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Before a Burst: What You Need to Know About Aortic Aneurysms

Posted in: Blogs , English

Everyone knows that a healthy lifestyle can prevent heart disease and high blood pressure, but did you know that it can also help you avoid an aortic aneurysm? This lesser-known condition can quickly become an emergency, so it is important to learn about the symptoms of aortic aneurysms and take steps to prevent their formation.

What is an aortic aneurysm?

The aorta, your largest artery, carries blood from the heart to the rest of the body. An aneurysm occurs when a section of the artery wall weakens and forms a bulge that can expand over time. An aneurysm can rupture if it experiences enough stress, causing potentially fatal internal bleeding.

There are two types of aortic aneurysm: thoracic aortic aneurysm (which occurs in the chest) and the more common abdominal aortic aneurysm (which occurs in the abdomen). Thoracic aneurysms typically result from a pre-existing health condition, while abdominal aneurysms tend to result from controllable factors such as smoking or high blood pressure.

How can I prevent an aortic attack?

Living a healthy lifestyle is the most important preventative measure you can take against aneurysms. Maintaining a healthy diet rich in vitamins and minerals, managing your preexisting health conditions, (especially high blood pressure and cholesterol levels) and getting regular exercise are great ways to keep your circulation strong.

Avoiding smoking is one of the most beneficial measures to protect yourself. According to the CDC, people with a history of smoking are three to five times more likely to develop an abdominal aortic aneurysm. Therefore, you should avoid smoking in order as a means of reducing aneurysm risk.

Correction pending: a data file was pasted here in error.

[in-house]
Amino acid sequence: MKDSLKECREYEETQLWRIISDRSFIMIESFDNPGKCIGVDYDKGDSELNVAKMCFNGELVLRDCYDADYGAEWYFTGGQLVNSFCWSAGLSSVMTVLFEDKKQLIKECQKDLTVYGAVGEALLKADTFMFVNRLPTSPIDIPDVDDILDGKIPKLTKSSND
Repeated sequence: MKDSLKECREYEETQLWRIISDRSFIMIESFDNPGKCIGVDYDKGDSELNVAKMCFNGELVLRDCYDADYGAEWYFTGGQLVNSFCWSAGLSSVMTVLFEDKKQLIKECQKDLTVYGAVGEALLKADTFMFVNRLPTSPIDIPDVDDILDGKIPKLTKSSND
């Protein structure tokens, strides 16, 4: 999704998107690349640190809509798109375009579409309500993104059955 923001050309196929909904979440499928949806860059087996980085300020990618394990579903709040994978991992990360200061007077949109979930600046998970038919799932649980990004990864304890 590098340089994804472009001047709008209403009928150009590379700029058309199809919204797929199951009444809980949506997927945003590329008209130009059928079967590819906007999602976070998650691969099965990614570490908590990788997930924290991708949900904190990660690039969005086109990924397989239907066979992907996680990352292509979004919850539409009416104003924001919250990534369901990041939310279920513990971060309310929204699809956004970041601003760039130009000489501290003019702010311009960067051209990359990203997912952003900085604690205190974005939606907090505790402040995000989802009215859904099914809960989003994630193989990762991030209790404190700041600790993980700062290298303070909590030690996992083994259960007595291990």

If you are 60 or older and have a family history of aneurysms, your doctor recommends checking for aneurysms at your annual wellness exam.

How do doctors treat an aneurysm?

Your doctor will suggest treatment based on the size of the aneurysm. If an aneurysm is small, your doctor can monitor it closely and may prescribe a blood pressure medication. If an aneurysm is larger, your doctor might recommend surgery, such as implanting a Nellix sealing device or a graft over the walls of the aorta.

What are the symptoms of aortic aneurysm?

Symptoms of a thoracic aortic aneurysm include painful swallowing and shortness of breath. The main sign of an abdominal aneurysm is pain in the back, legs and buttocks. Sometimes, aneurysms don't have any symptoms at all. Aortic aneurysms are typically found during physicals at a doctor's office.

When an aneurysm bursts, you might experience lightheadedness, dizziness, sharp pain in the chest, back, or abdomen, decreasing blood pressure, loss of breath, or loss of consciousness.

As with any emergency, immediate treatment is essential if an aneurysm bursts. In a heart-related emergency, call 911 and request the ambulance take you to the nearest CHI St. Luke's Health emergency room. If you currently have an aortic aneurysm, make an appointment with a cardiologist at Baylor St. Luke's Medical Center, which US News & World Report recognized as a 2018 high-performing hospital in abdominal aortic aneurysm repair.

Sources:
Healthline | Aortic Aneurysm
CDC | Aortic Aneurysm Fact Sheet

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